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The inherited hemoglobin disorders stem from abnormal Hb structure (eg, sickle cell disease [SCD] or abnormal Hb production (eg, the thalassemias). Anemia occurs when destruction of red blood cells outstrips production. Most patients are aware of their dyshemoglobinemia status.

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Clinical Features

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The most common complaints in SCD (homozygous (HbSS) or sickle trait (heterozygus [HbAS]) patients are pain, localized or generalized, weakness, or infectious complaints. Physical examination findings commonly include pale complexion, venous stasis changes, jaundice, hepatosplenomegaly, anemic cardiac flow murmurs, cardiomegaly, and high output CHF.

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Painful vaso-oclusive crisis in the musculoskeletal system or diffusely in the abdomen are the most common presentation to the ED. Crisis occur when sickled RBCs mechanically obstruct blood flow, causing ischemia, organ damage, and infarcts. Crisis-causing stresses include fever or infection (especially encapsulated organisms Haemophilus influenza or Pneumococcus), cold exposure or high altitude, dehydration or overexertion, medication noncompliance, or drug use.

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Acute symptomatic anemia results from splenic sequestration or bone marrow failure (aplastic crisis) and presents with weakness, dyspnea, CHF, or shock.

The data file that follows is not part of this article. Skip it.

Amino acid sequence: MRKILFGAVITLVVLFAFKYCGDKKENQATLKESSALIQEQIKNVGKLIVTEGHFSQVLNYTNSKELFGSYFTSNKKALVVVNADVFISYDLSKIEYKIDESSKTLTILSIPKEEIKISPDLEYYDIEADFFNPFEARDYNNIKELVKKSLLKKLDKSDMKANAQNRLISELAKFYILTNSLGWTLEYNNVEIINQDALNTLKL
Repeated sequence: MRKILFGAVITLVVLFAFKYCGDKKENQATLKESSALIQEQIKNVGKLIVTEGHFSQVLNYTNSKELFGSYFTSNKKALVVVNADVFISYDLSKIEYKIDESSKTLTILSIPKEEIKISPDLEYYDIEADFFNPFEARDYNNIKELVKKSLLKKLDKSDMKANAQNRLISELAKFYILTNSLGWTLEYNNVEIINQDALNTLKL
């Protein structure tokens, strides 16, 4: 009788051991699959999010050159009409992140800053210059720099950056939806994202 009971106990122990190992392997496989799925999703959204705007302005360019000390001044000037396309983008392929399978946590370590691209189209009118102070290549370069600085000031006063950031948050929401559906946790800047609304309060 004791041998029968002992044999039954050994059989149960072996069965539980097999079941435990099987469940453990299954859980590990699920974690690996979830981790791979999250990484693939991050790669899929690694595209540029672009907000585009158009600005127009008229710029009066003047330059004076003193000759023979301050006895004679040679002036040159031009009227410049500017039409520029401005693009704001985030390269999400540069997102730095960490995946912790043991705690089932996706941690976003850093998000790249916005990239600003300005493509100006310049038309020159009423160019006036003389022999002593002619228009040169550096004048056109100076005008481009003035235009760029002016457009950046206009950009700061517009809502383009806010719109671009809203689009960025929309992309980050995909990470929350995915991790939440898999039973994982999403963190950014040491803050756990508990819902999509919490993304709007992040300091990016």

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Life or limb-threatening events seen in SCD patients include acute chest syndrome (vaso-occlusive pulmonary insult), stroke, renal infarct, mesenteric infarcts, sepsis, osteomyelitis, pneumonia, or priapism.

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Diagnosis and Differential

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The degree of illness guides the evaluation of an acute crisis. Although workups should be individualized, the more common protean complaints (pain, weakness, fever) must include a search for a cryptic inciting event. See Table 136-1.

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Table Graphic Jump Location
Table 136-1 Guidelines for the Assessment and Management of Acute Vaso-Occlusive Crisis

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